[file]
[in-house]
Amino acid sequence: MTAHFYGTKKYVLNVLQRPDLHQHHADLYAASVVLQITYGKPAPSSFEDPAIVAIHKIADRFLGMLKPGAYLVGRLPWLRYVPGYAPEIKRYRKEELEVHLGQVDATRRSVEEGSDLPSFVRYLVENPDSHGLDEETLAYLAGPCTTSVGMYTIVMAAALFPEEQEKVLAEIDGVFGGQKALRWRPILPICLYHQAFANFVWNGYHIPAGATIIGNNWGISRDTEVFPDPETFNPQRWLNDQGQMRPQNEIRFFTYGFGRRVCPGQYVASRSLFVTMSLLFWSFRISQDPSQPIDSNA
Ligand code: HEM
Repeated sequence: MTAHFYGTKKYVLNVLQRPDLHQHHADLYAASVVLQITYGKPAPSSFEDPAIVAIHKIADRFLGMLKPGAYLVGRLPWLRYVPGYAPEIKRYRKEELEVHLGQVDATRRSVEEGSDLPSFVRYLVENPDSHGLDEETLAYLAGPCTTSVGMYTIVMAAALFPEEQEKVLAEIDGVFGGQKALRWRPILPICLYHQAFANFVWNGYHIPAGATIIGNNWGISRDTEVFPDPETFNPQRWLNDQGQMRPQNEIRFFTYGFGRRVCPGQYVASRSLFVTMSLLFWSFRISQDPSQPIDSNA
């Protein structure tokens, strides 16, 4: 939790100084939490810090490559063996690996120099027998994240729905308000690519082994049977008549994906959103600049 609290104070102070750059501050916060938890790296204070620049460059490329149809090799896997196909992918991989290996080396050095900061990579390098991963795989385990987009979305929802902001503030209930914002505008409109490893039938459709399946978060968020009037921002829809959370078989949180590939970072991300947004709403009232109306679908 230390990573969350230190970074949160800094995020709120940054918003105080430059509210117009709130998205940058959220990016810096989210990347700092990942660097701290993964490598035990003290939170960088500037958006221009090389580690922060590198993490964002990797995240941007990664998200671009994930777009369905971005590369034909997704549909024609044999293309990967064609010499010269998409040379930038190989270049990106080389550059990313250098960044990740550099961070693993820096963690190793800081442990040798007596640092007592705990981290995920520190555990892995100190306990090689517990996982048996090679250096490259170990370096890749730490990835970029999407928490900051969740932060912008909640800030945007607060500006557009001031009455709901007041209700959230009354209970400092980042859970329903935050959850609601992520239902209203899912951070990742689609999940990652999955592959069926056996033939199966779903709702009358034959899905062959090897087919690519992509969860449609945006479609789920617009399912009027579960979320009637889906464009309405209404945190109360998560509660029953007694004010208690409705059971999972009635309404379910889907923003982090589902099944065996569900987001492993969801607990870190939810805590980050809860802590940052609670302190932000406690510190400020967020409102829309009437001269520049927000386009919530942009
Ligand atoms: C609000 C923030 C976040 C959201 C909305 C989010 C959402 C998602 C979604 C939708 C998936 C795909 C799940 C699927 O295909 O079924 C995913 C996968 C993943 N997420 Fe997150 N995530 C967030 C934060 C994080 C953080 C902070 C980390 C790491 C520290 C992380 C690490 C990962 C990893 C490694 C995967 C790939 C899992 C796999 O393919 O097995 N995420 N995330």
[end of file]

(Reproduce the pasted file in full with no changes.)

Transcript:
[in-house]
Amino acid sequence: MTAHFYGTKKYVLNVLQRPDLHQHHADLYAASVVLQITYGKPAPSSFEDPAIVAIHKIADRFLGMLKPGAYLVGRLPWLRYVPGYAPEIKRYRKEELEVHLGQVDATRRSVEEGSDLPSFVRYLVENPDSHGLDEETLAYLAGPCTTSVGMYTIVMAAALFPEEQEKVLAEIDGVFGGQKALRWRPILPICLYHQAFANFVWNGYHIPAGATIIGNNWGISRDTEVFPDPETFNPQRWLNDQGQMRPQNEIRFFTYGFGRRVCPGQYVASRSLFVTMSLLFWSFRISQDPSQPIDSNA
Ligand code: HEM
Repeated sequence: MTAHFYGTKKYVLNVLQRPDLHQHHADLYAASVVLQITYGKPAPSSFEDPAIVAIHKIADRFLGMLKPGAYLVGRLPWLRYVPGYAPEIKRYRKEELEVHLGQVDATRRSVEEGSDLPSFVRYLVENPDSHGLDEETLAYLAGPCTTSVGMYTIVMAAALFPEEQEKVLAEIDGVFGGQKALRWRPILPICLYHQAFANFVWNGYHIPAGATIIGNNWGISRDTEVFPDPETFNPQRWLNDQGQMRPQNEIRFFTYGFGRRVCPGQYVASRSLFVTMSLLFWSFRISQDPSQPIDSNA
């Protein structure tokens, strides 16, 4: 939790100084939490810090490559063996690996120099027998994240729905308000690519082994049977008549994906959103600049 609290104070102070750059501050916060938890790296204070620049460059490329149809090799896997196909992918991989290996080396050095900061990579390098991963795989385990987009979305929802902001503030209930914002505008409109490893039938459709399946978060968020009037921002829809959370078989949180590939970072991300947004709403009232109306679908 230390990573969350230190970074949160800094995020709120940054918003105080430059509210117009709130998205940058959220990016810096989210990347700092990942660097701290993964490598035990003290939170960088500037958006221009090389580690922060590198993490964002990797995240941007990664998200671009994930777009369905971005590369034909997704549909024609044999293309990967064609010499010269998409040379930038190989270049990106080389550059990313250098960044990740550099961070693993820096963690190793800081442990040798007596640092007592705990981290995920520190555990892995100190306990090689517990996982048996090679250096490259170990370096890749730490990835970029999407928490900051969740932060912008909640800030945007607060500006557009001031009455709901007041209700959230009354209970400092980042859970329903935050959850609601992520239902209203899912951070990742689609999940990652999955592959069926056996033939199966779903709702009358034959899905062959090897087919690519992509969860449609945006479609789920617009399912009027579960979320009637889906464009309405209404945190109360998560509660029953007694004010208690409705059971999972009635309404379910889907923003982090589902099944065996569900987001492993969801607990870190939810805590980050809860802590940052609670302190932000406690510190400020967020409102829309009437001269520049927000386009919530942009
Ligand atoms: C609000 C923030 C976040 C959201 C909305 C989010 C959402 C998602 C979604 C939708 C998936 C795909 C799940 C699927 O295909 O079924 C995913 C996968 C993943 N997420 Fe997150 N995530 C967030 C934060 C994080 C953080 C902070 C980390 C790491 C520290 C992380 C690490 C990962 C990893 C490694 C995967 C790939 C899992 C796999 O393919 O097995 N995420 N995330």